“Long before I wrote stories, I listened for stories.

Listening for them is something more acute than listening to them.”

Eudora Welty


Are there stories around you that beg to be glimpsed

 or whisper to be heard?

Love and Cowboy Jack

The Homestead


I once loved a cowboy named Jack.  He had the bluest eyes I’ve seen on a man and lashes that I envied.  He was tall and his hair had touches of grey speckled in with the dark.  We had met through a mutual friend at a time when he was passing through and I was seasoned for romance.  He had never married while I had and he had never had children while I did.  He was settled and wedded to a carefree life.  I was taking shaky first steps toward life on my own.

Despite my instincts, there was something about Jack I could not resist.  It might have been the stories he told or the charm I first saw as we rode horses in the mountains. Or maybe it was simply the blue eyes.

I knew he was a wanderer, a guy who traveled the world on horse business.   My gut said he surely charmed women wherever he happened to be.  And there I was, sure as heck done with the wandering type.    

So when Jack came along, I did not get drawn in further than need be.  He would come and go and even as we got further along, my resolve to remaining unattached remained strong.  It was easy to turn it on when he came to town and just as easy to turn it off when he went away. 

I learned to value the freedom I had gained with divorce.   I discovered I liked answering only to me.  I liked thinking only of myself when I planned what I wanted to do or where I wanted to go.   I loved depending only on myself.  And from Jack I learned that if you are detached from the get-go, you might not get hurt and you might not hurt someone else.   And, if something else comes along, you’re open.   

But those lessons didn’t stick.  

There is a place not far from the Lucky Dog Ranch where Jack and I would ride to enjoy the view.   It overlooks an old homestead which sits on the rise of a hill smack dab in the middle of a beautiful valley surrounded by majestic peaks.  It has been designated a historic site and was home in its time to several generations of the same family.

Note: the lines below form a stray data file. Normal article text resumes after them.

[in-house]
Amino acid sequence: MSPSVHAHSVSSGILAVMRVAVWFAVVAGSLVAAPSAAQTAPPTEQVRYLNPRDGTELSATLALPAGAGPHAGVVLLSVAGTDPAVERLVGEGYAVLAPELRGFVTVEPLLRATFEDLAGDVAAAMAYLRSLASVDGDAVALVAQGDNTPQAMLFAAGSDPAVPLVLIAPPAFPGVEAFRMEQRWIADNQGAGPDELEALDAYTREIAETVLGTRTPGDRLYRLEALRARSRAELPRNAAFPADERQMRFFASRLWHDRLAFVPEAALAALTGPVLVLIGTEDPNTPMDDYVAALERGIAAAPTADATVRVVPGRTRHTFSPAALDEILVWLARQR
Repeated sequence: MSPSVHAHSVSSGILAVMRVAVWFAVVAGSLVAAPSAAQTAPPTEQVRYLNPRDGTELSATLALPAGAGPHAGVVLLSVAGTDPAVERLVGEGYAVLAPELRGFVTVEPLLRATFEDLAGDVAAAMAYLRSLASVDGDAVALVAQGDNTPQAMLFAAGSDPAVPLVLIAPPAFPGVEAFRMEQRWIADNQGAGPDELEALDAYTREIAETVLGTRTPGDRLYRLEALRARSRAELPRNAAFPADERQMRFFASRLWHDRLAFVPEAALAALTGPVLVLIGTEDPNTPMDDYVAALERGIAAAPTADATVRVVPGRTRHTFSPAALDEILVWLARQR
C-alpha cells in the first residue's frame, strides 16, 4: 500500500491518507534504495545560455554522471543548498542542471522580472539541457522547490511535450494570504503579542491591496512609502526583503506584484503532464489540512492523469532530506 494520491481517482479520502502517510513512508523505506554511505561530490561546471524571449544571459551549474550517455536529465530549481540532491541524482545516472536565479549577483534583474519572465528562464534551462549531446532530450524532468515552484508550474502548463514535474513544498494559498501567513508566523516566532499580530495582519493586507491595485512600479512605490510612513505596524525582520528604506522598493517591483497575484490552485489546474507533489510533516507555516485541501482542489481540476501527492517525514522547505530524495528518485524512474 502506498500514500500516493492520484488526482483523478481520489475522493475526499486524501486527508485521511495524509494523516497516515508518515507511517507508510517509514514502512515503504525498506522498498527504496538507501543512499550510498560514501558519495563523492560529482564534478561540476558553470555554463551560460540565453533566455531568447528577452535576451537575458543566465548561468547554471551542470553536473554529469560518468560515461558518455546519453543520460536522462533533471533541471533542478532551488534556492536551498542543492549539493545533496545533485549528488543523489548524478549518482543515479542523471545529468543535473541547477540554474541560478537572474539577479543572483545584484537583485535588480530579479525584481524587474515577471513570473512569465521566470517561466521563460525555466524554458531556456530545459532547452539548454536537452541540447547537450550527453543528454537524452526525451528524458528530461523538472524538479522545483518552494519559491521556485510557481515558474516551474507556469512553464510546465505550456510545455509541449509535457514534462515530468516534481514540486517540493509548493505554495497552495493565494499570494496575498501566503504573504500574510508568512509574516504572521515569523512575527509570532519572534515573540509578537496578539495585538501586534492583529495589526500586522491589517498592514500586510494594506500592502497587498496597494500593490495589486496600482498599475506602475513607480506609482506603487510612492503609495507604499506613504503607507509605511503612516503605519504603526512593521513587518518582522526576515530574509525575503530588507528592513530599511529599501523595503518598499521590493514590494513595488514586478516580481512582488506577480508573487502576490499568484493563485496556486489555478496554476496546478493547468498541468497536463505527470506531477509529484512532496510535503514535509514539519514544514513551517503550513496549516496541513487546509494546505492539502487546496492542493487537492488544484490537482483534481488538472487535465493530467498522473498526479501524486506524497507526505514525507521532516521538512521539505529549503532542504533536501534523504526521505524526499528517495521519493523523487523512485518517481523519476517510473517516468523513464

The Old Place

A rancher who runs cattle in the forest next to the Lucky Dog Ranch told me that his great-grandfather knew the family that had lived on the homestead.  They were a hardy group, kept to themselves mainly, and during winter months they were trapped by snow in the limits of their beautiful valley.  The heaviest snows of today are skiffs compared to what used to fall here.   And every autumn when the sunlight began to change, they would feel it coming and hunker down to survive.  

The cabin was inhabited until about 40 years ago.  It sits now abandoned, its only visitors the cattle that come searching for feed and its only inhabitants the mice and bats that find their way in. 

Last time I was there, an eagle watched over me.  Had I had the right lens with me, it would have made for an outstanding shot.  I listened to his call as I watched him soar down to the pond and pick up a trout.  I could smell rain coming and I saw a deer peeking out from the pines.  And as I took it all in, I wondered:   What finally prompted that family to pack it all up and leave this valley behind?  What made them make an about-face and correct path?  Why did they pack it all up and leave the homestead to move to town?

It has been several years since I saw Jack.  We kept in touch for a while but that was long ago.  It ended.   Gently, and without fuss.  I did not feel a lot, one way or another, when it did.  I guess it was that way all along. 

I knew I didn’t  love Jack.   Love ought to make one feel more robust.  It should make the give and take of the two-way interchange of love feel like only a small price to pay.  It should make one want to make plans.  It should be worth vulnerability.  

I can’t remember exactly when I knew I wasn’t feeling love, but I am glad I did and that I corrected path before it was too late.  

I imagine there was a lot of thought about leaving the homestead behind.  Maybe the husband was the last holdout–holding to optimism long after the wife had given up.   But in the end, he knew too.  Life there was too harsh to sustain and it was time to move on.  

I persisted for a while too.  But I finally came to know that where I was did not suit me.    Like the valley, it was ruggedly beautiful but it was hard to live there.  I couldn’t sustain it and so I left a future of detachment to hold out for something else.